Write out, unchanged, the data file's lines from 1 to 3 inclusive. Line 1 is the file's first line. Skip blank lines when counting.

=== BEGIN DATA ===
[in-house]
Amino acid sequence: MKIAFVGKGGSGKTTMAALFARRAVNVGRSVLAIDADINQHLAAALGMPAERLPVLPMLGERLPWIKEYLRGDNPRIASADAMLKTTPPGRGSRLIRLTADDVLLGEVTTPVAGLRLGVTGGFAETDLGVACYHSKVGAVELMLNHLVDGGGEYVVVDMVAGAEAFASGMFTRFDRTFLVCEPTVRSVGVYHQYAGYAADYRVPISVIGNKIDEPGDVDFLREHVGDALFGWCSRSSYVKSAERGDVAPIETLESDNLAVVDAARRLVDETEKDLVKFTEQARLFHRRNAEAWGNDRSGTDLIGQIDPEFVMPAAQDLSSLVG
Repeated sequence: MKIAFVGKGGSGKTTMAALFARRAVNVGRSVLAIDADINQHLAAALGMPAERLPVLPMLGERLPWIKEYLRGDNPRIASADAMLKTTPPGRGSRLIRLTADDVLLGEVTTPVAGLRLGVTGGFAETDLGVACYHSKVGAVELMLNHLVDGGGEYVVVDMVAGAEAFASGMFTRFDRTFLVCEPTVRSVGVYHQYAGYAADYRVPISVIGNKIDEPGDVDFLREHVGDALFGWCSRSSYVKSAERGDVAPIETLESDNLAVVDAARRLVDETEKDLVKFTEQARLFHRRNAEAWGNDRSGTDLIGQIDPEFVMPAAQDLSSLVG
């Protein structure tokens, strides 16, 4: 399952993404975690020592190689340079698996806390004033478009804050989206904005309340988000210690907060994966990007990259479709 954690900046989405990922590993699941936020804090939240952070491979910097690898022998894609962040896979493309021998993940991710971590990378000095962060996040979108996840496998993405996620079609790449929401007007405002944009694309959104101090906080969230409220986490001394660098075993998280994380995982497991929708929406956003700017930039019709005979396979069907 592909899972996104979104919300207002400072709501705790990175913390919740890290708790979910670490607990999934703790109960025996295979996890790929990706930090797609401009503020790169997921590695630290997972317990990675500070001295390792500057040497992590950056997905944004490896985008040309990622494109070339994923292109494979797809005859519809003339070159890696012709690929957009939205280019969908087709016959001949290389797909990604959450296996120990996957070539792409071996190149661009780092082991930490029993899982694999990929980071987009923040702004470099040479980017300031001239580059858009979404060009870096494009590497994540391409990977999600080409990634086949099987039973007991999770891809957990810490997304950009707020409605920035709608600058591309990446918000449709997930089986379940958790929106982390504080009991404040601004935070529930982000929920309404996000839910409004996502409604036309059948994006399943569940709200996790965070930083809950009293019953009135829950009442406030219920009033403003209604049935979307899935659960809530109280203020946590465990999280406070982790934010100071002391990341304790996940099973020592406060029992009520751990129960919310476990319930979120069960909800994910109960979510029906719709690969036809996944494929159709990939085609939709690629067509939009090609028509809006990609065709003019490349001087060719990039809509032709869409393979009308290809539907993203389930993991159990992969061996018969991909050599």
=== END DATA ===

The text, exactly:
[in-house]
Amino acid sequence: MKIAFVGKGGSGKTTMAALFARRAVNVGRSVLAIDADINQHLAAALGMPAERLPVLPMLGERLPWIKEYLRGDNPRIASADAMLKTTPPGRGSRLIRLTADDVLLGEVTTPVAGLRLGVTGGFAETDLGVACYHSKVGAVELMLNHLVDGGGEYVVVDMVAGAEAFASGMFTRFDRTFLVCEPTVRSVGVYHQYAGYAADYRVPISVIGNKIDEPGDVDFLREHVGDALFGWCSRSSYVKSAERGDVAPIETLESDNLAVVDAARRLVDETEKDLVKFTEQARLFHRRNAEAWGNDRSGTDLIGQIDPEFVMPAAQDLSSLVG
Repeated sequence: MKIAFVGKGGSGKTTMAALFARRAVNVGRSVLAIDADINQHLAAALGMPAERLPVLPMLGERLPWIKEYLRGDNPRIASADAMLKTTPPGRGSRLIRLTADDVLLGEVTTPVAGLRLGVTGGFAETDLGVACYHSKVGAVELMLNHLVDGGGEYVVVDMVAGAEAFASGMFTRFDRTFLVCEPTVRSVGVYHQYAGYAADYRVPISVIGNKIDEPGDVDFLREHVGDALFGWCSRSSYVKSAERGDVAPIETLESDNLAVVDAARRLVDETEKDLVKFTEQARLFHRRNAEAWGNDRSGTDLIGQIDPEFVMPAAQDLSSLVG